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0

An excellent orator is a rhetorician. Since you are asking for an uncommon term, you might enjoy referring to them as a grandiloquent rhetorician.


2

You can consider the adjective Demosthenic, derived from the famous historical figure Demosthenes who is considered the greatest orator of antiquity. (and perhaps all time; even Cicero presents Demosthenes as the greatest orator of all time in De Optimo.) Of or relating to Demosthenes or his oratory; typical of or resembling Demosthenes or his speeches, ...


4

If you want something very unusual and yet historically resonant, you might try chrysostomic (that is, "golden-mouthed"). Here's the OED definition of that word: Chrysostomic a. rare. {f. Gr χρυσοστομος golden-mouthed, an epithet applied to favourite orators which became a kind of surname of Dio and John Chrysostom.} Golden-mouthed. [Example:] 1816 ...


4

The one and only correct answer to this question is, quite obviously, slick whistle-stopper. I will now use my prodigious rhetorical skills to prove this point. Firstly, I did a Google search for that term, which produced the following: No results found for "slick whistle-stopper". And here is the Google Ngram: No valid ngrams to plot! Ngrams not ...


0

The baby took a nap because he was sleepy.


0

I think the sentence would flow better if no punctuation was used between "at ease" and "with me." "With me" is a prepositional phrase, and they usually aren't separated by a punctuation mark unless they come at the beginning of a sentence. My main priority as a tutor has always been to help the learner feel at ease with me, with themselves, and with ...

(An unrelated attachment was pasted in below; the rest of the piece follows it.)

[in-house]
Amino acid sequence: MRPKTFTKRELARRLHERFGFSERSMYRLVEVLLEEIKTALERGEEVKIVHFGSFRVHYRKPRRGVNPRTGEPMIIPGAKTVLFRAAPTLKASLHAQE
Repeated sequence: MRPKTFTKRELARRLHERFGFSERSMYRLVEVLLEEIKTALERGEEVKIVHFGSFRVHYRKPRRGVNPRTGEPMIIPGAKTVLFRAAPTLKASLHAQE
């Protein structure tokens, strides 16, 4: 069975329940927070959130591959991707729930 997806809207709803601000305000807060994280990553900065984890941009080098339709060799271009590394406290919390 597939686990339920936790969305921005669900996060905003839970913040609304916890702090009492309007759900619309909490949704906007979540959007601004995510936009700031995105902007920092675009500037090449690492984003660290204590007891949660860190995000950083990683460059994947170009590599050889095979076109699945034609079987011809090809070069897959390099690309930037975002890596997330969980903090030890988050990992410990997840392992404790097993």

0

Synergy. (Although non-native speakers should be aware that this is a buzzword used primarily between businesspeople, and is a better word to use in a presentation or speech than in actual everyday conversation.)


0

I'd go with an em-dash in this situation: My main priority as a tutor has always been to help the learner feel at ease--with me, with themselves and with their own abilities. (I've used two dashes here, but in MS Word I'd insert one long dash, aka the "em-dash".) Read more about the wonderful em-dash here: ...


1

In an artistic context, the word I hear most often is simply collaboration. Mirriam-Webster: to work with another person or group in order to achieve or do something


0

"oratissimo" (since ScotM likes it)


3

Symbiosis - A relationship between people, companies etc. that is to the advantage of both. Eg. She imagined us living in a perfect father and son symbiosis.


4

Rhetorical magician: rhetorical adjective 1 Relating to or concerned with the art of rhetoric: magician noun 1.0 A person with magical powers. 1.1 A conjuror. 1.2 informal A person with exceptional skill in a particular area. The art of rhetoric tends to be a black box to the masses, who experience the impact of great ...


8

Silver-tongued A tendency to be eloquent and persuasive in speaking. - Google


6

Ciceronian : in the style of Cicero: characterized by melodious language, clarity, and forcefulness of presentation: Ciceronian invective. a Cicero: Roman statesman, orator, and philosopher. A major figure in the last years of the Republic, he is best known for his orations against Catiline and for his mastery of Latin prose. His ...


-1

Both are correct. I'd use drumline in order to avoid confusion with drum, the instrument.


0

There doesn't seem to be a word that ignores how you are going to play the music together, so which word you use depends on how you will play. If you're going to be emphasizing improvisation, you could call it a "jam". If you're going to be reading music together, you could call it a "reading session". If you're going to take turns playing something with ...


-1

No, I've never heard of this or anything remotely close to this in the United States. I also can't conceive of a professional woman (an attorney, physician, business analyst) thinking of calling a carpenter or truck driver a girl. It just wouldn't make any sense.


0

I don't think you'll find a term that is completely devoid of genre context; though I agree jam is the most widely-applicable. One term a bit more in the vein of classical music would be a reading session. It's semi-formal, since it's not a performance and the participants are usually volunteers, but there will still be a conductor and perhaps a librarian ...


-1

Impromptu music/performance is also used to refer to an improvised musical performance: made, done, or formed on or as if on the spur of the moment : improvised. Michael Buble' Treats NYC Commuters to Impromptu Performance